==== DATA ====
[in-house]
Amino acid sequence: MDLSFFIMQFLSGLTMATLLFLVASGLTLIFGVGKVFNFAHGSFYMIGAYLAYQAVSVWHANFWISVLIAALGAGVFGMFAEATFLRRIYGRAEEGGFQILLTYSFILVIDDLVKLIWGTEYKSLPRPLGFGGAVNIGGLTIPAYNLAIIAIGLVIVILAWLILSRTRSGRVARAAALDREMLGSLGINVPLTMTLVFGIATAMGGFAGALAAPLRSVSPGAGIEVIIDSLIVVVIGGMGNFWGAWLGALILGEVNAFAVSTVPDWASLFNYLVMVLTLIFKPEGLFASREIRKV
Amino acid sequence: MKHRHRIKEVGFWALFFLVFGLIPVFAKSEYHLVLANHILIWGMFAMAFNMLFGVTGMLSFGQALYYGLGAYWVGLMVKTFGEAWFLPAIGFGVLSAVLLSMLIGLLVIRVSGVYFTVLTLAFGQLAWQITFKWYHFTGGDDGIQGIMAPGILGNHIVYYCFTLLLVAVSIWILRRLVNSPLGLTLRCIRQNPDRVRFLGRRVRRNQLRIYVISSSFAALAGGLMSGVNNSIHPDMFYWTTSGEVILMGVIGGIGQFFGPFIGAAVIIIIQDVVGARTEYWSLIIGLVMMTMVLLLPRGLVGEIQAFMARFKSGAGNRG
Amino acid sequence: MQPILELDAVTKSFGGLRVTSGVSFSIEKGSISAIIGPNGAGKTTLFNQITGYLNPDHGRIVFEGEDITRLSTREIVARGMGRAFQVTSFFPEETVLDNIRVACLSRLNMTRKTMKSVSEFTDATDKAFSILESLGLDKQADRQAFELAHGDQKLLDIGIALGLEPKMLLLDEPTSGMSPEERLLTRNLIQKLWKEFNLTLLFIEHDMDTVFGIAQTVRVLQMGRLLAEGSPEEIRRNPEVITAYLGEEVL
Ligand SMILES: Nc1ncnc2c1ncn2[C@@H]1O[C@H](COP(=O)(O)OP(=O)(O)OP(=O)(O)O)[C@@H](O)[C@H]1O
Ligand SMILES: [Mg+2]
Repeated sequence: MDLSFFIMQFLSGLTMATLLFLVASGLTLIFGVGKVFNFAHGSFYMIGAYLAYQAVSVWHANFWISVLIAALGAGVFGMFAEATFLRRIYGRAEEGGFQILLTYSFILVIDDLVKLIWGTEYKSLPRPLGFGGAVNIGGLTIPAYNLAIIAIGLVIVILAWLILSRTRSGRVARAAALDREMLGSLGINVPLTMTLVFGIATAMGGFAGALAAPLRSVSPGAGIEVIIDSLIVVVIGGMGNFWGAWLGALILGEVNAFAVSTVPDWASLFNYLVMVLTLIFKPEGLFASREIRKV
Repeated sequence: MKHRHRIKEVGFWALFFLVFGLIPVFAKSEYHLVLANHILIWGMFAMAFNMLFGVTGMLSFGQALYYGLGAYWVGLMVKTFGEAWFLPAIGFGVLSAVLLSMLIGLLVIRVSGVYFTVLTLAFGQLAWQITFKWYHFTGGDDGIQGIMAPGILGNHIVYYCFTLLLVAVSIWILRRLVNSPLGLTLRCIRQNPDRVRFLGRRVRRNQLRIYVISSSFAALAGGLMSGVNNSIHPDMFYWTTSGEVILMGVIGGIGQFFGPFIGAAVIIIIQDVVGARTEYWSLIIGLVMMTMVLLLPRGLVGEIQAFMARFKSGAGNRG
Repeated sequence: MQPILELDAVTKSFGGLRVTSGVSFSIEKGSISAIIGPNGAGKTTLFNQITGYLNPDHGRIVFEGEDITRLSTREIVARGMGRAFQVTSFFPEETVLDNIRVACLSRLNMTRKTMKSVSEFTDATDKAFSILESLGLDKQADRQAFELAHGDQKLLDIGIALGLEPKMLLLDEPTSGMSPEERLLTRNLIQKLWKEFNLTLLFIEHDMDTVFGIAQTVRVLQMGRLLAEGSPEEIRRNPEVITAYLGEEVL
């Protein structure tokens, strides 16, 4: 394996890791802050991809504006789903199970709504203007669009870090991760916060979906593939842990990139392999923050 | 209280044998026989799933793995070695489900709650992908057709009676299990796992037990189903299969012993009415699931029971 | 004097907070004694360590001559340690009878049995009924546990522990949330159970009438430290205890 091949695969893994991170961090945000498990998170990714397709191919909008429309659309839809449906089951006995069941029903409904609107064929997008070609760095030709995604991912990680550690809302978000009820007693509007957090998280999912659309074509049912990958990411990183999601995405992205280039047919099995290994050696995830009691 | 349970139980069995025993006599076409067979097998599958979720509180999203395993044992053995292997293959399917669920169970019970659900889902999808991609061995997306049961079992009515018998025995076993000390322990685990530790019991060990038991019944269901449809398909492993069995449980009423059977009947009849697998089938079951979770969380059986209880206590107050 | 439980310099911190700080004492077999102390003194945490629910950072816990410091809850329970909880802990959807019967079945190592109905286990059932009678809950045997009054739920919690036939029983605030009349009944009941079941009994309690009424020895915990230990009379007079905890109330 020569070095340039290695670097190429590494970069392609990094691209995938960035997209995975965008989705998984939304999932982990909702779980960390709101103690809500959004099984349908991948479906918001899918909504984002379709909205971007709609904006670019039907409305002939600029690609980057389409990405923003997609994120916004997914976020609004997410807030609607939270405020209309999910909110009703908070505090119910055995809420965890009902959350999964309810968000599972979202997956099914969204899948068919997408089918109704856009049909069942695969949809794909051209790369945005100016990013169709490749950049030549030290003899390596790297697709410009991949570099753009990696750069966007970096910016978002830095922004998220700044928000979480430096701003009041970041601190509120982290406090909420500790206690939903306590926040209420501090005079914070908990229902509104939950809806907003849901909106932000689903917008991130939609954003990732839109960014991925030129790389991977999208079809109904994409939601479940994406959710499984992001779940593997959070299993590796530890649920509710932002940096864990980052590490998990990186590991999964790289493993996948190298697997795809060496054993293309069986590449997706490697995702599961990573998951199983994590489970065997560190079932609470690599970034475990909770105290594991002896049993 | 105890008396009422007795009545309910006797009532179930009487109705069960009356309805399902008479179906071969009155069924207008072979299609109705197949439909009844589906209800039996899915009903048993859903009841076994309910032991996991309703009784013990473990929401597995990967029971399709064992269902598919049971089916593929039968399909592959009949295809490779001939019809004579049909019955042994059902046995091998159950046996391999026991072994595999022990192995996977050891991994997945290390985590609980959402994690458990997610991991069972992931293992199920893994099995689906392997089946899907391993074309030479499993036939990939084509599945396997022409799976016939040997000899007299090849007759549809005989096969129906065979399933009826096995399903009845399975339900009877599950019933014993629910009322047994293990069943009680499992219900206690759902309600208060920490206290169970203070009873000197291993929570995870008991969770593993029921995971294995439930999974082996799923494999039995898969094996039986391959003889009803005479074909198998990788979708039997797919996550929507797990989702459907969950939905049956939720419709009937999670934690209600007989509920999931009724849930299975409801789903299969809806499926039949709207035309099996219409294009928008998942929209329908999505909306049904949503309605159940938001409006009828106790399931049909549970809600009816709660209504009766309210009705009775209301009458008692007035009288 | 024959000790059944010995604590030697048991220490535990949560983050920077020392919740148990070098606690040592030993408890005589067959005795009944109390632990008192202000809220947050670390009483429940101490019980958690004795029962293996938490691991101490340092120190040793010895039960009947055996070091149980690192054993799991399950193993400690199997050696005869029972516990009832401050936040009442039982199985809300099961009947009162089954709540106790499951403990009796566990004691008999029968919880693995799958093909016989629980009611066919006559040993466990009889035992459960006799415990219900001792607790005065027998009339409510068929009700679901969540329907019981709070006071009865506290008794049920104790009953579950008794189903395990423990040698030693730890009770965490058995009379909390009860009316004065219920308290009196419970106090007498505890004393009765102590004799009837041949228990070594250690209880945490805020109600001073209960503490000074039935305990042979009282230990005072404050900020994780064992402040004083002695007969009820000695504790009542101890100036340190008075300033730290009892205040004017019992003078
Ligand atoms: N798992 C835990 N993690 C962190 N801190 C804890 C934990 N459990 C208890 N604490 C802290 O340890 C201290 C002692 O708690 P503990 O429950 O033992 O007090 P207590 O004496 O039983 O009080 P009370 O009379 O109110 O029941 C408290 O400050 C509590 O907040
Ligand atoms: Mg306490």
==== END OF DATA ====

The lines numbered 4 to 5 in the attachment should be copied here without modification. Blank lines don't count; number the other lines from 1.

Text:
Amino acid sequence: MQPILELDAVTKSFGGLRVTSGVSFSIEKGSISAIIGPNGAGKTTLFNQITGYLNPDHGRIVFEGEDITRLSTREIVARGMGRAFQVTSFFPEETVLDNIRVACLSRLNMTRKTMKSVSEFTDATDKAFSILESLGLDKQADRQAFELAHGDQKLLDIGIALGLEPKMLLLDEPTSGMSPEERLLTRNLIQKLWKEFNLTLLFIEHDMDTVFGIAQTVRVLQMGRLLAEGSPEEIRRNPEVITAYLGEEVL
Ligand SMILES: Nc1ncnc2c1ncn2[C@@H]1O[C@H](COP(=O)(O)OP(=O)(O)OP(=O)(O)O)[C@@H](O)[C@H]1O